There lies a magical freshwater lake amidst the jungles of Mexico’s Yucatan Peninsula: Laguna Bacalar, also known as the Lagoon of Seven Colours. An extraordinarily beautiful crystal-clear body of warm water gives rise to an array of shades morphing from pale turquoise to deep azure as the soft, sparkling limestone waterbed varies from several centimeters to over ninety-meters in depth. Albeit the lagoon with its unique color palette is truly a feast for the eyes, the real marvel lies partially submerged under the surface.
Lake Bacalar is one of a few scattered places in the world where the remnants of some of the most ancient lifeforms on the planet—the stromatolites—continues to thrive. Stromatolites are reeflike outcrops of finely layered collections of fossilized microorganisms, such as cyanobacteria. The microbes active on the surface layer of stromatolites form a bio-mat. When these biofilms trap sediment, the former microbial surface communities give way to a lithified layer—a trace fossil.
The microbial reefs build up very slowly in shallow waters, a single one-meter structure might be 2000 to 3000 years old. Ancient formations of stromatolites are considered as one of the oldest fossil records of life on earth dating back billions of years. The stromatolites here in Bacalar are modern growths, dating from within the Holocene era, but the microbes are similar to the organisms that existed over 3.5 billion years ago. The stromatolites of Bacalar are literally living rocks that are linked to the origins of life.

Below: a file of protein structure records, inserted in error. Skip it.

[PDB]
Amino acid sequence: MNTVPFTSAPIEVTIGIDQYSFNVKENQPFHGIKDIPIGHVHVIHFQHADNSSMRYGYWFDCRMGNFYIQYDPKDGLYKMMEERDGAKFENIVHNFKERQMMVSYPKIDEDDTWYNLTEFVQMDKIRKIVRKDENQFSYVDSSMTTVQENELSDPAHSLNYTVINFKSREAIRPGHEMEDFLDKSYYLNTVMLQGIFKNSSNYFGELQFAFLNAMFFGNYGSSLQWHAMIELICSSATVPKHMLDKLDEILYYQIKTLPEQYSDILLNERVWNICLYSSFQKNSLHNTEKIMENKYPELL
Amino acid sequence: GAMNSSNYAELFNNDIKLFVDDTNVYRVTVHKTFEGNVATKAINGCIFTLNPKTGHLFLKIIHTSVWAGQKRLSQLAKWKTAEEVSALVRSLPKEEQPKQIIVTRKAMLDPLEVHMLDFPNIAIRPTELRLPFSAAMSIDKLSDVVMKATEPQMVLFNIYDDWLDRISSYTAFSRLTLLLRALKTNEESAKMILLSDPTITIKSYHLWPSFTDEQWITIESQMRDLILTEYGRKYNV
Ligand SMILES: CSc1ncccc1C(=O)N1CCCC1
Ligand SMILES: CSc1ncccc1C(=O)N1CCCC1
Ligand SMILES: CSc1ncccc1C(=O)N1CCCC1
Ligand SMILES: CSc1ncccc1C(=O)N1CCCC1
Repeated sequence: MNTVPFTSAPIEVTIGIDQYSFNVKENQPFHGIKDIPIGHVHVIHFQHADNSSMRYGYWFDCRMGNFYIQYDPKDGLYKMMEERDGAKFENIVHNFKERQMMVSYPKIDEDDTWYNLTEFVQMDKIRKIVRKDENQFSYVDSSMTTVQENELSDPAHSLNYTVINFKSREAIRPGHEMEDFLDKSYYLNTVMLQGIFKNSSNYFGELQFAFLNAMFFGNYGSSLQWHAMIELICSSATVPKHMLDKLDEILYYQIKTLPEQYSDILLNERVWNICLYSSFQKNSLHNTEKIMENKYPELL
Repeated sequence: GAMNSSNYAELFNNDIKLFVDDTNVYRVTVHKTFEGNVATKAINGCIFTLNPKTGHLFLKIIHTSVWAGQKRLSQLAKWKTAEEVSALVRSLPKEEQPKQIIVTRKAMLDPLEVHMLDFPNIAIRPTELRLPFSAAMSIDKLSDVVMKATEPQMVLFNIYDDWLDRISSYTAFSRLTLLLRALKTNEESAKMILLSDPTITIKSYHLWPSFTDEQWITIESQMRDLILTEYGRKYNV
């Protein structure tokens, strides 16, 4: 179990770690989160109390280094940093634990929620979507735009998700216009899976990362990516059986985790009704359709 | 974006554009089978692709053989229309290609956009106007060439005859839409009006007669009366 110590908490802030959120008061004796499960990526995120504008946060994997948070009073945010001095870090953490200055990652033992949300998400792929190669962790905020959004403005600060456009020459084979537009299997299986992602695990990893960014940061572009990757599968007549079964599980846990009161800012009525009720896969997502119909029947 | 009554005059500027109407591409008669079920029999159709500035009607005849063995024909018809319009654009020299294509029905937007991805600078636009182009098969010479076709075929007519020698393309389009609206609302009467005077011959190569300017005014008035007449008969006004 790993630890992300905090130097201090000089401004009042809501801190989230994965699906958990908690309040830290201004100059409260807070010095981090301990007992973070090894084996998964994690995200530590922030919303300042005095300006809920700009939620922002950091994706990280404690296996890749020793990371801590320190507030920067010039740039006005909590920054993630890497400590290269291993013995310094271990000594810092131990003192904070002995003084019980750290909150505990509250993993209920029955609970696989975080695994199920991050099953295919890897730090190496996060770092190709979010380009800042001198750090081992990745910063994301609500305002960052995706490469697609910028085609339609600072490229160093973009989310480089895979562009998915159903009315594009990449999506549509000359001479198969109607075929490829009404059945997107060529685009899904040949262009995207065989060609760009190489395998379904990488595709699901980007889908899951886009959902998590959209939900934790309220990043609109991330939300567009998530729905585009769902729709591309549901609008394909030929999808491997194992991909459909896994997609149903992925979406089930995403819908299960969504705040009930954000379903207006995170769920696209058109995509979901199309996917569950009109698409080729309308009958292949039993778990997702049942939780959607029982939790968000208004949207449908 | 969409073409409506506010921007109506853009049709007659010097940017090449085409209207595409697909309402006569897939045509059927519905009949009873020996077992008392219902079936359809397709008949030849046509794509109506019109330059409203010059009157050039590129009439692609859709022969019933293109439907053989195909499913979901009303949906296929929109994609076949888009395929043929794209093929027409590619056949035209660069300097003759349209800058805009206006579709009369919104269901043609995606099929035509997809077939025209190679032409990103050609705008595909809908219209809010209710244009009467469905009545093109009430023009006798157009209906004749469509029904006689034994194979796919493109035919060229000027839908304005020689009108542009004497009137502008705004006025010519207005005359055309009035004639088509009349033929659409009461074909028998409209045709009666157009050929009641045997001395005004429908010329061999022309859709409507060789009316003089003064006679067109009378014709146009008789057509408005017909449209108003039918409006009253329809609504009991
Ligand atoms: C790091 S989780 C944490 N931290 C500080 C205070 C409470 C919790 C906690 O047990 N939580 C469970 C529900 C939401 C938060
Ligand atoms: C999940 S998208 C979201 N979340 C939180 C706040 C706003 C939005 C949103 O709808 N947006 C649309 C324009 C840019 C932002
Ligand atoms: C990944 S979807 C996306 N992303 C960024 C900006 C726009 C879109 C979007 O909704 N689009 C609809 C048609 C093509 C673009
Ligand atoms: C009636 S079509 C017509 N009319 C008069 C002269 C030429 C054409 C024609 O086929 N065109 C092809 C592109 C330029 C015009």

Stromatolites are believed to be the reason why we are alive today, because of the ability of cyanobacteria to photosynthesize and release oxygen as a by-product. These ancient organisms thrived in the absence of oxygen. Billions of years of photosynthesis eventually led to the suicide of the prehistoric organisms which could not withstand the oxygen-rich atmosphere and gave way to the life we know today.
Even today, you can observe the recent epoch stromatolites fizzing underwater, gently releasing oxygen. One place you can enjoy a jacuzzi party with the living fossils of Lake Bacalar is Cenote Cocalitos. While relaxing in this privileged hot tub, bear in mind that the stromatolites hold traces of our ancestors. Even though they look like rocks covered with moss, they are extremely fragile remnants of your great-great-great-..-great-great-grandparents. Thus, make sure to celebrate life with the respect and kindness they deserve.